Carmen is the Sisterhood's conscience. In the book, she finds the pants in a thrift store and almost throws them out. In the movie, it's a bit different, but it is nonetheless Carmen who says what needs to be said. Even when words are hard or scary or have never been spoken no matter how much they need to be, it's Carmen who can wrench the real feelings out of her friends. But she's not so great at digging into her own problems, with herself and with her hardly-there dad.

If the other girls each have an angel and a devil duking it out on their shoulders, Carmen has a big chip on each of hers. With divorced parents and a mother who's Puerto Rican, making her a half-white/half-Latin misfit in her eyes, Carmen needs to learn to accept herself as she learns to accept her father along with his new uber-suburban, so not Puerto Rican wife and stepkids.

She's a fish out of water in many ways, so even though she has courage, it's hard for her to breathe. "Wear them. They'll make you brave," Carmen tells the girls. This is how they'll face their summer apart. She is amazing at telling the truth.


The truth is, Carmen and actress America Ferrera, who is Honduran, both struggle with self-acceptance. America made a stunning debut in HBO's Real Women Have Curves, which tackled the issue of self-rebuke in the United States, where we idealize the likes of Jessica Simpson even though the majority of the population is non-white and not even close to camera-ready skinny. Carmen learns what America already knows. "When there's a physical thing about you that you can't change, it can be very frustrating because you don't know how to fit in," America says wisely. "The danger in that is you can learn to hate yourself and blame yourself."

America and Carmen also share the same beliefs about love and loyalty: "I have four sisters, and you can fight and get mad, but fighting never breaks the bond of what a true sister is. Like the Sisterhood, I trust that they'll still be there for me even when they are so mad they can't stand me!"


America has a message for girls. She wants you to try the thing that scares you most. "I missed out on a lot of experiences because I was afraid of making mistakes," she says. "What if Alexis or Amber had never tried acting?" Does she consider herself in the same league as Amber and Alexis? "I don't think like that!" she says. "But it's weird when I see Gilmore Girls or Joan of Arcadia because it doesn't seem real that they're my friends now."

Offscreen, America says she felt like a big sister to Blake, an academic peer with Amber and a Spanish insider with Alexis. "When we wanted to bug Amber, Alexis and I spoke Spanish." And Blake? "I didn't know how I'd feel about her because she's so popular and, you know, she likes Britney."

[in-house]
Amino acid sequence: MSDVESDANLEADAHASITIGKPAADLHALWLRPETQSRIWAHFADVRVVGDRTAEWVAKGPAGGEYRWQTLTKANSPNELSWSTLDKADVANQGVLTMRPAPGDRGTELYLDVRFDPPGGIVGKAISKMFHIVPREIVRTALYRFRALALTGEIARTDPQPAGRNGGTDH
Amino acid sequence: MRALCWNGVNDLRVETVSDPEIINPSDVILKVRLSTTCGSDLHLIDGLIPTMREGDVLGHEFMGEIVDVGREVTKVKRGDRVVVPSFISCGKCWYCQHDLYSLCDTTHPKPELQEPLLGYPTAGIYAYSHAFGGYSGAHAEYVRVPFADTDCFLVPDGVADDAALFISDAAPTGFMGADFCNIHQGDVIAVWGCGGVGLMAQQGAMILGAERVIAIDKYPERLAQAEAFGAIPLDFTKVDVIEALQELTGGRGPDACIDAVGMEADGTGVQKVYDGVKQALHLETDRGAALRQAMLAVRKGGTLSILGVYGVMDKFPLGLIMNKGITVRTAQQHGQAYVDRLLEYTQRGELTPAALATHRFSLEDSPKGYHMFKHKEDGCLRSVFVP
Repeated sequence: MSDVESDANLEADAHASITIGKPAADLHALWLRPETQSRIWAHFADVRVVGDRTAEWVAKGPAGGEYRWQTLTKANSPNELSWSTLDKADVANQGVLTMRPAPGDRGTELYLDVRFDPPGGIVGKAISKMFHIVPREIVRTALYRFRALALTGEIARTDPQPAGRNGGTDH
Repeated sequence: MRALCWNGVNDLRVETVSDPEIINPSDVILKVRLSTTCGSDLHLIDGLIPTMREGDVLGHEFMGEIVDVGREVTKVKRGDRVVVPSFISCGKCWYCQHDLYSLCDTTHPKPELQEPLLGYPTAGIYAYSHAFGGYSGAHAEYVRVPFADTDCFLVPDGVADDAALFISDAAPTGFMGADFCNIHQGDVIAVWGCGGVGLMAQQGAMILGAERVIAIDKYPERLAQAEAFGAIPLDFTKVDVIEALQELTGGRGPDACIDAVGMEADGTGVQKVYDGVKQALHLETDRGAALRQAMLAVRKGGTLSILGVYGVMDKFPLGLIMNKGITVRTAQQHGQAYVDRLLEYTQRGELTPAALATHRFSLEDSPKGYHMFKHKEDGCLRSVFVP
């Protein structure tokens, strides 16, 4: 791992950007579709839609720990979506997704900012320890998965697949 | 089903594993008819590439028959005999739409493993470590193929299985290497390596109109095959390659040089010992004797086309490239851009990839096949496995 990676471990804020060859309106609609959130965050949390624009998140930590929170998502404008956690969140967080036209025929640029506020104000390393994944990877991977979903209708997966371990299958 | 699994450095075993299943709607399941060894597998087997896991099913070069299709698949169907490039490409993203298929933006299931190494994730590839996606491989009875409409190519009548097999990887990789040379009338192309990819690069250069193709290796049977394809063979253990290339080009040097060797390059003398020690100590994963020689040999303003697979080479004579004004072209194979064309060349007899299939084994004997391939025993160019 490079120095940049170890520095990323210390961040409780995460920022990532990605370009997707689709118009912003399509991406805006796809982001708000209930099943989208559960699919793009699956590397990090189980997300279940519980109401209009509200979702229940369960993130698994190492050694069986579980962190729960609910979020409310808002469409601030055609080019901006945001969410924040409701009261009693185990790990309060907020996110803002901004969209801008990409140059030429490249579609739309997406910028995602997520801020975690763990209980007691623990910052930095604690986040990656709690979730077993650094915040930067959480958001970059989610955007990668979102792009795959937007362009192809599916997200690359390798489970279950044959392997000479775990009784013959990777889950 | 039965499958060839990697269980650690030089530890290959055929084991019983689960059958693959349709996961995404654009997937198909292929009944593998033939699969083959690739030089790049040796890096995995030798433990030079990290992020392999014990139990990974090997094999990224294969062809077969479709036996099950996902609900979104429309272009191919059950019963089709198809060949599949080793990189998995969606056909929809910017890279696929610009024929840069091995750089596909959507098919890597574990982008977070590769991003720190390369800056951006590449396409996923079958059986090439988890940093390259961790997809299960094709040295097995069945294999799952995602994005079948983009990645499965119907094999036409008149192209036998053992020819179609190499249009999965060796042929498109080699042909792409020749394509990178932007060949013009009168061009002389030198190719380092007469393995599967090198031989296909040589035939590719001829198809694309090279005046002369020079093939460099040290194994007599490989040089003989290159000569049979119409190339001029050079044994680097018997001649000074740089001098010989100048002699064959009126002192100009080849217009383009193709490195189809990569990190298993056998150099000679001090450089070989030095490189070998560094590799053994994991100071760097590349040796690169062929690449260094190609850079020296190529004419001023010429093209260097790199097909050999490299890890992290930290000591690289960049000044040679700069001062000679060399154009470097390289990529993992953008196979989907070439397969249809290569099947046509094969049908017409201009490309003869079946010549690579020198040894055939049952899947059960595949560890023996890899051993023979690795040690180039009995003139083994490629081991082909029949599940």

As the most avid fan of the books, America applied her newly learned Pants philosophies and immediately warmed to Blake. "I've always been the outcast, so it was great to fall in love with the kind of girl I admired in high school yet also resented. Blake's great."


Hardest Rule For "Bee" To Follow: #4 You must never let a boy take off the Pants (although you may take them off yourself in his presence).


Bridget's motto: See a ball, score a goal See a boy, score a date.

On the surface, Bridget is fearless. She does two things better than her friends: soccer and flirting. As the girl with the magic touch on the soccer field, and the girl boys want to touch off the soccer field, she's got the "it" that makes others wonder how she does it so ... effortlessly.

But underneath the smooth moves, Bridget has a deep-down sadness stuffed. When she was 11, her mother committed suicide, and she hasn't faced her loss or the uneasy side effects with her dad. Another secret? She's the only girl who loses her virginity. Bridget is looking for love, like we all are, but Bridget thinks she'll get it by breaking Pants Rule #4. Poor Bee.

So think what you want about bold, beautiful Bridget. Because her friends are the ones who know you don't have to look too closely at the fearless power to see the blow of losing Mom physically and losing Dad emotionally.


Bridget faces her worst fear by the time the Pants are back on her butt. The role required innocence, but someone who could also rip the skin off a soccer ball. Those are big cleats to fill. Newcomer Blake Lively was cast, and--wow!

Blake is impressive because she shares all of Bridget's best qualities and none of her negatives. "Bridget is completely dedicated and passionate," Blake tells us after coming home from school, where she is involved in more than a half dozen extra-curriculars. "Bridget's also completely fun and psychotic and can't keep still. I'm insane around my friends!"

But Blake upstages Bridget on the heavy stuff: "Her family situation is completely the opposite of my family. We are very close and, if there's a problem, we talk about it. And she thinks she's going to find what she's looking for in the guy. I don't give in to anyone or anything. I stay true to myself."

Blake is like a more blessed version of Bridget. Feel jealous? "Oh, please, don't say that about me! I would love to be the best at things, but I don't feel like I can do anything that turns to magic the way Bridget does with soccer or boys. I'm in musical theater at school, and I love it, but I can't sing or dance at all. I hope acting ends up being what I'm best at."


The other girls, while experienced at being on camera, didn't treat Blake like a total rookie. "They were wonderful to me," Blake says earnestly.